19181 Tale Of Two Hundreds 2 Blog 1200×675

Case Study: Two Hundred-Miler Training Approaches

BY Matthew Pearce

Training Peaks Ambassador and Coach Matt Pearce has trained to run 100 miles the right way—and the wrong way. Here's what worked.

I don’t think I’ll blow too many minds when I propose that the actual act of running 100 miles is not easy. Supposedly, no more than 0.5% of the U.S.A’s entire population has ever run a marathon, so think how small a percentage of runners have ever toed the line at a 100 miler!

There’s a good reason; a race of this distance brings with it a myriad of individual mental and physical battles. There are the countless hours spent alone training; the pressure of fitting it in around normal adult duties; the endless obsessing over nutrition strategies; and the fatigue. And that’s before you even start the race!

I’m going to compare two hundred-milers I ran in the last few years, to illustrate two different approaches to training. One was my first-ever; the Pilgrims 100. It’s a total of 103 miles over coastal trails, forest single tracks and undulating terrain. The other was the Lakeland 100, the UK’s original mountain 100. It’s 105 miles across 24,000 ft of elevation on the rock-strewn paths and trails of the Lake District. 

I finished both races inside the top 10% (with joint third place in the Pilgrims 100). I wasn’t blisteringly fast, but I was happy enough with my performances. That said, there are some hard lessons I learned in my first race that made a huge difference in my second. Here’s what I picked up along the way:

Average Intensity

I came to ultra running from fell running and trail running, so I understood that my average pace on training runs would be determined by the terrain. Still, for some reason when training for my first 100 I got caught up in trying to maintain an arbitrary pace of around 8-minute miles. That meant that, even on a 30-mile training run, I would try to average that pace, whatever the terrain, whatever the weather and no matter how fatigued I was. 

As a result, I spent much of my time training above my aerobic threshold when I should have been training at lower intensities. I was bullying my body into shape than nurturing it to a race-ready state, and I felt continually fatigued. Ultimately I dug so deep a hole for myself that my recovery after the race took far longer than it should have.

For the Lakeland 100, I ran around 90-95% of my training volume comfortably under my aerobic threshold. At first, these runs felt painfully, embarrassingly slow, but I was able to recover better after every workout. As a result I became more aerobically efficient and I generally felt far less drained and exhausted. I was also able to start racking up greater training volumes because I wasn’t thrashing myself during every session.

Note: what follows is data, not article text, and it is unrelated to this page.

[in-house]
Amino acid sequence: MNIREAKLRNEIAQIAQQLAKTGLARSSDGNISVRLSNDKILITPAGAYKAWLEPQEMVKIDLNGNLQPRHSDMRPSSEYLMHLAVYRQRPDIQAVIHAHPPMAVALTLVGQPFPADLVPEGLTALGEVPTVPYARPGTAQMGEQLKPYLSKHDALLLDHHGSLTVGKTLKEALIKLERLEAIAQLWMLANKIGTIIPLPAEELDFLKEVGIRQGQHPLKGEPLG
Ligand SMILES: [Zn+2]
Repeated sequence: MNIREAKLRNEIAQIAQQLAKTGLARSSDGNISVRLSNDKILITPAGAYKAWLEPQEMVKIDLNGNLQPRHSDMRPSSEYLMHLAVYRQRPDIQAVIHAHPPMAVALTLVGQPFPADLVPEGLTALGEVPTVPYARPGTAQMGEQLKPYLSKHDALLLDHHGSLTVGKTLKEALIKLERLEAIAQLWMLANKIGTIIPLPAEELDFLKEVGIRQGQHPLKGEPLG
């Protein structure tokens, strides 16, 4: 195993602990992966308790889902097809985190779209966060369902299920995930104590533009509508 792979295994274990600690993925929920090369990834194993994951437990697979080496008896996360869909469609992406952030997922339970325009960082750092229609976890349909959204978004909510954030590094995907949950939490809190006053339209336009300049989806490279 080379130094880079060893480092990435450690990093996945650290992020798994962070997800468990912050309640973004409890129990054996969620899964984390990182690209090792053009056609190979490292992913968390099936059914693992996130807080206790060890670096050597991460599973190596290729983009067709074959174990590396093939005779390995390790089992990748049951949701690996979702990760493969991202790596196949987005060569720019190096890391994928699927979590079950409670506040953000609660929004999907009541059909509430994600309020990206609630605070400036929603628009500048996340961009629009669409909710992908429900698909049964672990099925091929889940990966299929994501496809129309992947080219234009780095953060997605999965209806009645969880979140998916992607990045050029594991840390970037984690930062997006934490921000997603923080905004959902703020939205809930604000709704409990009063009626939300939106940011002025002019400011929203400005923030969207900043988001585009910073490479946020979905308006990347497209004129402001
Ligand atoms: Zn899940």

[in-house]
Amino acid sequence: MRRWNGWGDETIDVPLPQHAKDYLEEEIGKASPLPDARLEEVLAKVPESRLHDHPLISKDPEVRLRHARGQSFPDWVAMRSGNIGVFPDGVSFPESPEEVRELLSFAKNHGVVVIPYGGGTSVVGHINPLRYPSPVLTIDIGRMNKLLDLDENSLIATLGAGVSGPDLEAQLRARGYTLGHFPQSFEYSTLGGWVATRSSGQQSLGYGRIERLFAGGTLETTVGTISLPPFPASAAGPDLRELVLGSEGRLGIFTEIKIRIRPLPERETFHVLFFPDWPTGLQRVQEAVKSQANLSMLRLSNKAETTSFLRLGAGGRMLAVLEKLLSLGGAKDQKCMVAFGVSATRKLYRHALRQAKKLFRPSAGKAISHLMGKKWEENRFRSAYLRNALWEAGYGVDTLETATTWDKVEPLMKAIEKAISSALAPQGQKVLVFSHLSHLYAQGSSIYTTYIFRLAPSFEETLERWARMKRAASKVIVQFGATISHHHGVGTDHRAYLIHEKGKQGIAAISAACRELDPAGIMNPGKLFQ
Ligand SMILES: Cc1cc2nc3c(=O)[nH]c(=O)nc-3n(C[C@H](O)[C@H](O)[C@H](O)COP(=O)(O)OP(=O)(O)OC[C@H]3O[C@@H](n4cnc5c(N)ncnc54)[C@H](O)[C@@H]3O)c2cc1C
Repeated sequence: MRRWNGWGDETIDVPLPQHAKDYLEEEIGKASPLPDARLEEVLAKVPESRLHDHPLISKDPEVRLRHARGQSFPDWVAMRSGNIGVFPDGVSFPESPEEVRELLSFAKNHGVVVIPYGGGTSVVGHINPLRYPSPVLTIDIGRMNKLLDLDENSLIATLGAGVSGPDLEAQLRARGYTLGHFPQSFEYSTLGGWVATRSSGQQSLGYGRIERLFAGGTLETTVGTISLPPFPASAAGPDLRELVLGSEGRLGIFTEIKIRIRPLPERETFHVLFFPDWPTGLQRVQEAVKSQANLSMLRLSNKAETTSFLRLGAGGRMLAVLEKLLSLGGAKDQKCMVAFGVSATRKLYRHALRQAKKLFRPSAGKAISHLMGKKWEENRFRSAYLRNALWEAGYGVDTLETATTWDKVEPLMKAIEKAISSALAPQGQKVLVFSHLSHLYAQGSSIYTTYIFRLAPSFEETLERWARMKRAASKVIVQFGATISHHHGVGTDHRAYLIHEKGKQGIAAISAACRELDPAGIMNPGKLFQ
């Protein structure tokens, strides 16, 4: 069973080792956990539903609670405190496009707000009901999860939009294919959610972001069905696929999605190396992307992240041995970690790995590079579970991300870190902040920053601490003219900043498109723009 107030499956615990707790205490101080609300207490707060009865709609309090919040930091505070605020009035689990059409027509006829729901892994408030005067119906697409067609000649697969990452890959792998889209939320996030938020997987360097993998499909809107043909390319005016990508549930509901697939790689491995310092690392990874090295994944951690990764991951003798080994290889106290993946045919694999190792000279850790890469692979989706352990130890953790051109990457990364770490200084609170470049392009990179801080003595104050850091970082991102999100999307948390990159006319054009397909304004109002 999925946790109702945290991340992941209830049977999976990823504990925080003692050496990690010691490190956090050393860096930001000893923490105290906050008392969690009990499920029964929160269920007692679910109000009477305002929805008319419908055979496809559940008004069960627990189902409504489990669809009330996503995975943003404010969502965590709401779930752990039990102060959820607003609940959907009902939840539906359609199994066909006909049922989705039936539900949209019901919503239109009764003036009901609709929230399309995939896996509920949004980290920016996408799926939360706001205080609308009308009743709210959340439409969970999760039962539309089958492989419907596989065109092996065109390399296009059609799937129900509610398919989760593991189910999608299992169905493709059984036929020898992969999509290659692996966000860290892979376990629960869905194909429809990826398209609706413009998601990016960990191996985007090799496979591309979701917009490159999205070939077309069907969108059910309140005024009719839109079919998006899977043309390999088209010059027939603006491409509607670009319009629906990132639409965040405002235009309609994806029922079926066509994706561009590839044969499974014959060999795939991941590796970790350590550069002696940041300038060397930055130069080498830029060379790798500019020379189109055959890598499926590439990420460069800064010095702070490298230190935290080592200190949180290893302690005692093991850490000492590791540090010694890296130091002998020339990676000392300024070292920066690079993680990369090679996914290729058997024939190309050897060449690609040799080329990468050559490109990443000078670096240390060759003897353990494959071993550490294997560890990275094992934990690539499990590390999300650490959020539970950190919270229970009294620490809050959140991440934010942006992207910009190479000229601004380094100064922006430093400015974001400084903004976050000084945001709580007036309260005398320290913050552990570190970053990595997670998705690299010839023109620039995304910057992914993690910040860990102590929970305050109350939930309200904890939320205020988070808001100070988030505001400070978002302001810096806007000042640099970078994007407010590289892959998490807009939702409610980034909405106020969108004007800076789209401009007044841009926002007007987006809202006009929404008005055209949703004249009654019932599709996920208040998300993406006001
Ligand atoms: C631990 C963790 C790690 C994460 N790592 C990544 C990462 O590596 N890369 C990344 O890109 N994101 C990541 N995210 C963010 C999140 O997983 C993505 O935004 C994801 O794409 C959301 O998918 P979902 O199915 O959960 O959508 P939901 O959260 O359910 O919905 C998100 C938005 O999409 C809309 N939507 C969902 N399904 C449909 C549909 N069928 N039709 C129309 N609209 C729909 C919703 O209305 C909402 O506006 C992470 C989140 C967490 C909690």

Most elite runners don’t run ultras at anywhere near their fastest pace. So, I decided to skip dedicated speed work when training for that first 100. This was a mistake—speed work has so many benefits, whatever distance you’re training for.

For the second 100, while most of my runs were at a lower intensity, I did speed work once, sometimes twice, a week. It made me stronger and alleviated some of the boredom that can arise when you run at a more sedate pace. Plus, the mental cues I took from each session about maintaining my running form translated to my longer runs. 

At the very least, running hill sprints will make you stronger. Even doing basic ‘strides’ on a flatter trail run will help you improve leg speed and running form; two things that can suffer greatly when your training volume is mainly comprised of slower-paced ultra-trudging. 

Random Training Templates vs. Personalized Plans

This was a huge one for me. Before I started training for that first race, I spent about 30 minutes perusing 100-miler training templates online. I went for the one that I liked best, and got stuck in. 

Now, this wasn’t an entirely daft tactic. Providing a plan has been written by a coach who knows their stuff, it’ll probably be based around sensible incremental progression in volume and intensity, and each week will be programmed so that you get at least some rest between harder or longer runs. 

That said, it’s very hard to know if the plan you’ve decided to use is suitable for your current level of fitness. Also, you may end up starting at a point on the program that’s not appropriate for you and that means that, as you follow the plan, you’ll be training harder than you should be (or potentially not hard enough).

Furthermore, no stock plan can properly account for the revisions that need to be made if you’re overly stressed, nursing niggles or too fatigued. Nor will they give you an indication about where to restart your training if you have to miss a day, a week, or two due to injury.